Family dog Harold narrates the tale about the Monroe family, who rescues an orphaned rabbit on a dark, stormy night. The longer the rabbit is there, the more skeptical Chester the cat becomes. The fluffy little guy seems to only be awake at night, appears to have fangs instead of traditional rabbit teeth, and he just has to be behind the mysterious phenomenon of all the family’s vegetables turning white. All of these things, according to Chetser’s reading, point to vampire. Heck, the family even found him at a “Dracula” movie.

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The problem?

No one believes him. Harold easily brushes him off, while the human family doesn’t understand Chester’s bizarre behavior.

Recommended for kids about 8-12, this short novel is the perfect mix of mysterious, funny and quirky to keep young readers interested and entertained. The illustrations by Alan Daniel are a fantastic addition, helping to bring the tale alive.

Plus, who doesn’t want to read a story told by a lovable, slightly simple-minded dog whose biggest worry is whether his 8-year-old human will share his Friday night cupcakes.

‘Bunnicula Meets Edgar Allan Crow’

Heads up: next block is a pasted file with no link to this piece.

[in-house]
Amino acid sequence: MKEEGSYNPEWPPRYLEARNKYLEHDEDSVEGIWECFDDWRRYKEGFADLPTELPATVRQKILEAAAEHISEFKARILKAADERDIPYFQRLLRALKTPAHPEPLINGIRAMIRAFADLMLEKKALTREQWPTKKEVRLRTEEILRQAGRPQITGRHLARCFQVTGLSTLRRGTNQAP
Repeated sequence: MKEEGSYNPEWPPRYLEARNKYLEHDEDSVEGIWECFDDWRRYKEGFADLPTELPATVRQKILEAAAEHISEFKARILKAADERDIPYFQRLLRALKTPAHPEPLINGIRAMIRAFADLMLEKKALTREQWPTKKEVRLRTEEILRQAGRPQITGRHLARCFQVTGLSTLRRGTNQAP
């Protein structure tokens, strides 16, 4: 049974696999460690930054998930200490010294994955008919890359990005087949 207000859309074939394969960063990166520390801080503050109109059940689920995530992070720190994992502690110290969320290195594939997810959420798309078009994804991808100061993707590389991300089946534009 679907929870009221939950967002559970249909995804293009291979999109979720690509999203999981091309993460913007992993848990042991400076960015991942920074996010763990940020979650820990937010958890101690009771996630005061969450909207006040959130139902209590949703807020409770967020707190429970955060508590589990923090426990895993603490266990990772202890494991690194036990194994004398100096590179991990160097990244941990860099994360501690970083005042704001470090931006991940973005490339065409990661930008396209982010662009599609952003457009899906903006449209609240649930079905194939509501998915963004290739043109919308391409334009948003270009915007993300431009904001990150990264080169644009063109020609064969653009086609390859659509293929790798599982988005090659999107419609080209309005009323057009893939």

After the initial “Bunnicula” book — James Howe wrote with wife Deborah, who passed away from cancer before it was published — Howe went on to write several other novels detailing life in the Monroe house with the vampire bunny. The most recent, written in 2006, is “Bunnicula Meets Edgar Allan Crow.”

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While nearly four decades passed from the first book to this latest one (with several others in between), the Monroe children have only aged a couple years and are still surrounded by their eccentric pets, including a new addition — Howie, a wirehaired dachshund puppy.

Everyone is thrilled when 12-year-old Peter wins a contest after writing to the author of his favorite book series — The FleshCrawlers. Author M.T. Graves is actually going to speak at his school and stay at his house. Graves seemed especially interested in the “excellently weird” band of pets in the Monroe family and wants to meet them all, especially Bunnicula. And, of course, he’s going to bring Edgar Allan Crow, his trusty sidekick and muse, who, as I’m sure you can guess, is a crow.

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But M.T. Graves is nothing like anyone was expecting. With his long black hair, bush eyebrows, ashen skin and a black cape, it’s no wonder he seemed interested in a vampire bunny. Chester the cat is up to his old antics, convinced Graves and Edgar Allan Crow are up to no good.

Howe’s most recent tale is another delightfully dark, ominous and silly story full of hilarious misunderstandings and loveable pets, with just the right amount of suspense.

THERESA BOURKE may be reached at theresa.bourke@brainerddispatch.com or 218-855-5860. Follow her on Twitter at www.twitter.com/DispatchTheresa .

Related Topics: BOOKS
Theresa Bourke started working at the Dispatch in July 2018, covering Brainerd city government and area education, including Brainerd Public Schools and Central Lakes College.